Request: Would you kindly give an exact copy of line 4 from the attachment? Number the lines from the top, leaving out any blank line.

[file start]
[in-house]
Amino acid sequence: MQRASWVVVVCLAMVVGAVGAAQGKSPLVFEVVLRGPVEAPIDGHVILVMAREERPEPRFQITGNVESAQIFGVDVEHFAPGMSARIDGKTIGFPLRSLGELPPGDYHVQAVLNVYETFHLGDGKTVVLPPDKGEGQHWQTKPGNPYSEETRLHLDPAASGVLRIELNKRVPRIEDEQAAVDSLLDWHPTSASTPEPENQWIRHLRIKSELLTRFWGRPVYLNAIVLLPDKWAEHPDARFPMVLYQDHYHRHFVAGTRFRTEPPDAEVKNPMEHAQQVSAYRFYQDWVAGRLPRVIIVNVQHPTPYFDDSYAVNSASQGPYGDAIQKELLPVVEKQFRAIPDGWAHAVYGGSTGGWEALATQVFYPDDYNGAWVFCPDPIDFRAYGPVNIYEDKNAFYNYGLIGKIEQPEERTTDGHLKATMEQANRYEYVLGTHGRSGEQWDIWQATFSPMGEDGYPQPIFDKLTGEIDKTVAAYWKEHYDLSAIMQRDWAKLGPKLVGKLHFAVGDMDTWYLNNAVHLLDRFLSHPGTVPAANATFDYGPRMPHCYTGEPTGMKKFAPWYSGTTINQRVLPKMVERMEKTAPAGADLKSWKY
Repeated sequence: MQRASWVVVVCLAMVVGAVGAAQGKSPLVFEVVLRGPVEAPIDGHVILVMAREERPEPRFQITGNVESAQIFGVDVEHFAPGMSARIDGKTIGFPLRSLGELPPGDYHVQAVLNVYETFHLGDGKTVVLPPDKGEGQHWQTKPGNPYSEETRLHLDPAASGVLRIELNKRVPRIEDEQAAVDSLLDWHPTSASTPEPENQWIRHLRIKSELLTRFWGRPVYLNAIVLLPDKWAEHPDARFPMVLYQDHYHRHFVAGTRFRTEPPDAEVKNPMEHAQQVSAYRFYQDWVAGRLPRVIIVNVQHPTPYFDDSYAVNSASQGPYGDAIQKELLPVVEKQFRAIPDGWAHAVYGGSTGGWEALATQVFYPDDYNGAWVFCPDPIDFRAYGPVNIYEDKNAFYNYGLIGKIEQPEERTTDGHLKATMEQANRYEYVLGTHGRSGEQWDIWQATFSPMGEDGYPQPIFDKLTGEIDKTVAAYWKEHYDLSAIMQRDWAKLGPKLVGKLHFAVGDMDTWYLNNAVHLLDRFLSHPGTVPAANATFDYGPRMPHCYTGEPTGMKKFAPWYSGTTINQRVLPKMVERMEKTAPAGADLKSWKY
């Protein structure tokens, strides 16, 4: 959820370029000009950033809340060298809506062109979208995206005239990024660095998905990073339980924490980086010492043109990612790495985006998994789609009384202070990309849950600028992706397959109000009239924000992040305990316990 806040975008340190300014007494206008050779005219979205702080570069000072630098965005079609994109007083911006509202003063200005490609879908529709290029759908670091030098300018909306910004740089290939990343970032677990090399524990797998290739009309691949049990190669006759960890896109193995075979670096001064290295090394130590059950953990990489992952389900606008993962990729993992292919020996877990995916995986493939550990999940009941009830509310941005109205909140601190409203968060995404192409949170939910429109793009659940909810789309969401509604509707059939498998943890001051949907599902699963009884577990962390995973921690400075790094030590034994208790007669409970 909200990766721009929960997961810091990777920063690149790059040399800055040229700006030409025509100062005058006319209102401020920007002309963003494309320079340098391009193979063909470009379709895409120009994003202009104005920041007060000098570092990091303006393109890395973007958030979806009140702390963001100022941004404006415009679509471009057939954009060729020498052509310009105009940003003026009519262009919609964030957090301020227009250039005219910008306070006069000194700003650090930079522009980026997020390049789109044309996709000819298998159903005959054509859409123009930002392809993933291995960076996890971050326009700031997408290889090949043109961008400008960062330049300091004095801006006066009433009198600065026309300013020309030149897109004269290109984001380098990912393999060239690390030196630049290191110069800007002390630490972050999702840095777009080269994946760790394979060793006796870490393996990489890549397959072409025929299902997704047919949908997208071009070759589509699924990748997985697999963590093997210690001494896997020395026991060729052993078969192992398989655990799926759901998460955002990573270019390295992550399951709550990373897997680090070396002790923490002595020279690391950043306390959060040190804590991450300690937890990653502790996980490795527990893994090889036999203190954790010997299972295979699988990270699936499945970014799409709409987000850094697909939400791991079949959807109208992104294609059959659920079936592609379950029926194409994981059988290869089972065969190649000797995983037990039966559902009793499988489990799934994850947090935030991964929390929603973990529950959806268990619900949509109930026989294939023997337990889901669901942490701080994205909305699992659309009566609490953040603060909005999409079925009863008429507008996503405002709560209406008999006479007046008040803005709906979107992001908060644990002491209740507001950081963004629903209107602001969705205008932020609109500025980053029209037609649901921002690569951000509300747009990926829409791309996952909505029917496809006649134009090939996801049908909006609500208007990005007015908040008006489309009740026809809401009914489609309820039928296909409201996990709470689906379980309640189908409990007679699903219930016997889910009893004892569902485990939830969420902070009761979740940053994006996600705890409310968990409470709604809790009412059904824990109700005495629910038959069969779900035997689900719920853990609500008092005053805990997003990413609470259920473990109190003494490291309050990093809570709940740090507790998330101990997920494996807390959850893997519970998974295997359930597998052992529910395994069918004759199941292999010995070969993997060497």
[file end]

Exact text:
């Protein structure tokens, strides 16, 4: 959820370029000009950033809340060298809506062109979208995206005239990024660095998905990073339980924490980086010492043109990612790495985006998994789609009384202070990309849950600028992706397959109000009239924000992040305990316990 806040975008340190300014007494206008050779005219979205702080570069000072630098965005079609994109007083911006509202003063200005490609879908529709290029759908670091030098300018909306910004740089290939990343970032677990090399524990797998290739009309691949049990190669006759960890896109193995075979670096001064290295090394130590059950953990990489992952389900606008993962990729993992292919020996877990995916995986493939550990999940009941009830509310941005109205909140601190409203968060995404192409949170939910429109793009659940909810789309969401509604509707059939498998943890001051949907599902699963009884577990962390995973921690400075790094030590034994208790007669409970 909200990766721009929960997961810091990777920063690149790059040399800055040229700006030409025509100062005058006319209102401020920007002309963003494309320079340098391009193979063909470009379709895409120009994003202009104005920041007060000098570092990091303006393109890395973007958030979806009140702390963001100022941004404006415009679509471009057939954009060729020498052509310009105009940003003026009519262009919609964030957090301020227009250039005219910008306070006069000194700003650090930079522009980026997020390049789109044309996709000819298998159903005959054509859409123009930002392809993933291995960076996890971050326009700031997408290889090949043109961008400008960062330049300091004095801006006066009433009198600065026309300013020309030149897109004269290109984001380098990912393999060239690390030196630049290191110069800007002390630490972050999702840095777009080269994946760790394979060793006796870490393996990489890549397959072409025929299902997704047919949908997208071009070759589509699924990748997985697999963590093997210690001494896997020395026991060729052993078969192992398989655990799926759901998460955002990573270019390295992550399951709550990373897997680090070396002790923490002595020279690391950043306390959060040190804590991450300690937890990653502790996980490795527990893994090889036999203190954790010997299972295979699988990270699936499945970014799409709409987000850094697909939400791991079949959807109208992104294609059959659920079936592609379950029926194409994981059988290869089972065969190649000797995983037990039966559902009793499988489990799934994850947090935030991964929390929603973990529950959806268990619900949509109930026989294939023997337990889901669901942490701080994205909305699992659309009566609490953040603060909005999409079925009863008429507008996503405002709560209406008999006479007046008040803005709906979107992001908060644990002491209740507001950081963004629903209107602001969705205008932020609109500025980053029209037609649901921002690569951000509300747009990926829409791309996952909505029917496809006649134009090939996801049908909006609500208007990005007015908040008006489309009740026809809401009914489609309820039928296909409201996990709470689906379980309640189908409990007679699903219930016997889910009893004892569902485990939830969420902070009761979740940053994006996600705890409310968990409470709604809790009412059904824990109700005495629910038959069969779900035997689900719920853990609500008092005053805990997003990413609470259920473990109190003494490291309050990093809570709940740090507790998330101990997920494996807390959850893997519970998974295997359930597998052992529910395994069918004759199941292999010995070969993997060497």